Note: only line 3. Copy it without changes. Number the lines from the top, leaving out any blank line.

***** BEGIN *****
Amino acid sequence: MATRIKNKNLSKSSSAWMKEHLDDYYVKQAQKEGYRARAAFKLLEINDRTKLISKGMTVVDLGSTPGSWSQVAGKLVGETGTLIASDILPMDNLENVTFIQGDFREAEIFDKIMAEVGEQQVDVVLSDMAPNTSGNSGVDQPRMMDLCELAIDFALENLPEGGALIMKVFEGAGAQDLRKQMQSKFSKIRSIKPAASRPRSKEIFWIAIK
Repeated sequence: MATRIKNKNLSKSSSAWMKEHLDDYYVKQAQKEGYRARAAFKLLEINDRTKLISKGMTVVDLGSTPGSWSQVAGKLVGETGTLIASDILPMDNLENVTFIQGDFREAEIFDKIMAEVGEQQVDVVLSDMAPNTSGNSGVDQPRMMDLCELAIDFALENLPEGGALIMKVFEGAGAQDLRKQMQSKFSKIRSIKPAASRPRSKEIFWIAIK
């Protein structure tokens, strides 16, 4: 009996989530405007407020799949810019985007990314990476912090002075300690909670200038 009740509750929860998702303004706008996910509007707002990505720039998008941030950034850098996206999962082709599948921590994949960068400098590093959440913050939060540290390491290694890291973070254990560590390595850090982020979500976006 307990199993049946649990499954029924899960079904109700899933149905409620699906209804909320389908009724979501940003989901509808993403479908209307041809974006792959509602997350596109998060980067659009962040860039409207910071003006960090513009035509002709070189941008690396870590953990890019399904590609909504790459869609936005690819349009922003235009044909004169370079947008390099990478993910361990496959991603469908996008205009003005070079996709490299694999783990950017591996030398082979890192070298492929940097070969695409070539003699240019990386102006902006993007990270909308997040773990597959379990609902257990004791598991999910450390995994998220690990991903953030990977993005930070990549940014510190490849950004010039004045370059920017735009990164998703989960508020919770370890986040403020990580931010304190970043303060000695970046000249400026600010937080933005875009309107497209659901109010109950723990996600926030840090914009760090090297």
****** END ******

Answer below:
């Protein structure tokens, strides 16, 4: 009996989530405007407020799949810019985007990314990476912090002075300690909670200038 009740509750929860998702303004706008996910509007707002990505720039998008941030950034850098996206999962082709599948921590994949960068400098590093959440913050939060540290390491290694890291973070254990560590390595850090982020979500976006 307990199993049946649990499954029924899960079904109700899933149905409620699906209804909320389908009724979501940003989901509808993403479908209307041809974006792959509602997350596109998060980067659009962040860039409207910071003006960090513009035509002709070189941008690396870590953990890019399904590609909504790459869609936005690819349009922003235009044909004169370079947008390099990478993910361990496959991603469908996008205009003005070079996709490299694999783990950017591996030398082979890192070298492929940097070969695409070539003699240019990386102006902006993007990270909308997040773990597959379990609902257990004791598991999910450390995994998220690990991903953030990977993005930070990549940014510190490849950004010039004045370059920017735009990164998703989960508020919770370890986040403020990580931010304190970043303060000695970046000249400026600010937080933005875009309107497209659901109010109950723990996600926030840090914009760090090297």